The "If-Then" form suggests this is more likely to arise from a fallacy that starts from a an obvious deduction, than broader categories like hasty generalization or black/white. And it is much easier to point out because it is formal in nature.

But one cannot really tell these apart without reading the source's mind. Because living in a black/white world implies affirming the consequent works (because if a => b always implies not a => not b, then it implies b => a) which permits a huge range of corresponding hasty generalizations, (because being logically connected in any way makes all the connected ideas equivalent).

The bullying aspect is a secondary 'piggyback' fallacy. Foreclosing a valid line of inquiry because pursuing may have consequences for the speaker is a separate fallacy, not related by form to the primary one. It is known as 'argument ad baculum' -- 'arguing with a club'. The added tone is meant to make you avoid arguing at all, because arguing at all opens you to threat, in this case loss of reputation due to labeling. That increases the odds you will not controvert the main fallacy.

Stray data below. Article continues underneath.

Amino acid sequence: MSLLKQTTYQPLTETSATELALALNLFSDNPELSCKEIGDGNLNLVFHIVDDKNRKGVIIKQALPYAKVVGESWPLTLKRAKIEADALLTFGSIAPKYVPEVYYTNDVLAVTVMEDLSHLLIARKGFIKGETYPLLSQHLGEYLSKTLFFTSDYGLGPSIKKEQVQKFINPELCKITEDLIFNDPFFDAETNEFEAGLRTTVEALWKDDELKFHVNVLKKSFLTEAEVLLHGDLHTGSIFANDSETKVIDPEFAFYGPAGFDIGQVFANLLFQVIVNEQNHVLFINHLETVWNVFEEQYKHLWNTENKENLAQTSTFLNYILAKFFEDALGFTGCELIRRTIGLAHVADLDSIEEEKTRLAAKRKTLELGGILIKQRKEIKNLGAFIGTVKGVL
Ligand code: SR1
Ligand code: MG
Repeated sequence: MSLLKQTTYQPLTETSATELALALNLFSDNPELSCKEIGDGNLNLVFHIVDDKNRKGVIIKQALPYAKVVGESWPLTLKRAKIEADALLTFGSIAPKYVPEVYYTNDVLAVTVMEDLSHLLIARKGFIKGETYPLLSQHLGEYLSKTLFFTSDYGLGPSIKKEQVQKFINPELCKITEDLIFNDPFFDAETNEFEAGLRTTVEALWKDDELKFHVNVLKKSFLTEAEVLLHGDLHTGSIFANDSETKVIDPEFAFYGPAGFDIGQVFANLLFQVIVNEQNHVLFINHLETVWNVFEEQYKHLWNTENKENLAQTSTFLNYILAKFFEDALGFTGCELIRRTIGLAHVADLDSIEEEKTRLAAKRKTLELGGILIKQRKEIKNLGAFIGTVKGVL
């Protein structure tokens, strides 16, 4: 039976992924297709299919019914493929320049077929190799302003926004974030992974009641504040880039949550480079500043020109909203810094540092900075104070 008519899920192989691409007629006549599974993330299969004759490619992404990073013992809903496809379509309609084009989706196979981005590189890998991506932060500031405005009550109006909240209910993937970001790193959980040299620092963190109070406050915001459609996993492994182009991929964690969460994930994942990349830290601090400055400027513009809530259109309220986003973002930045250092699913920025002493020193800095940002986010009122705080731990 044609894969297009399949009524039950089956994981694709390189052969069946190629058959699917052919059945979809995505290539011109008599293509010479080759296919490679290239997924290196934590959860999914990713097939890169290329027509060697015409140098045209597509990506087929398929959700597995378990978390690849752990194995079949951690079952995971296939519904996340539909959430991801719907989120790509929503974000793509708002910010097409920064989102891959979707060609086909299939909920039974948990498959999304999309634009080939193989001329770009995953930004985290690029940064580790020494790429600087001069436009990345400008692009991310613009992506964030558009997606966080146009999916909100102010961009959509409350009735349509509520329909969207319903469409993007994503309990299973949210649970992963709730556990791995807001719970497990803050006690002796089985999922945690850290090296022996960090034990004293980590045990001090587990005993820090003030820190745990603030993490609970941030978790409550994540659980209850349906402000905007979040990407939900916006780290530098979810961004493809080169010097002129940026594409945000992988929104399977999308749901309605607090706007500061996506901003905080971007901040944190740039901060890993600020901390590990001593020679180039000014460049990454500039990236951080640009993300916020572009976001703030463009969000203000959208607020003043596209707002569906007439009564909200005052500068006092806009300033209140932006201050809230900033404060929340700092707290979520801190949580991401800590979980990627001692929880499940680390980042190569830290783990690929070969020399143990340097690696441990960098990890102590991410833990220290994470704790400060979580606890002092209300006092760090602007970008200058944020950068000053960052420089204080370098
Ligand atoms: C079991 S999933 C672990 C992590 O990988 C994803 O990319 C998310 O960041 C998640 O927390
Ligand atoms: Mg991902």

My favorite argument ad baculum from recent history is Reagan's press secretary arguing that the CDC should not spend time and money to gather and publish statistics on the AIDS epidemic because nobody wants them -- anyone who asks for them must be gay.

These two examples actually seem to be "affirming the consequent", otherwise known as arguing from the converse.

If you hate black people, then you will probably not support BLM. If you oppose women in politics, you will probably oppose a given woman in politics. But the converse of a true statement is not logically connected to it.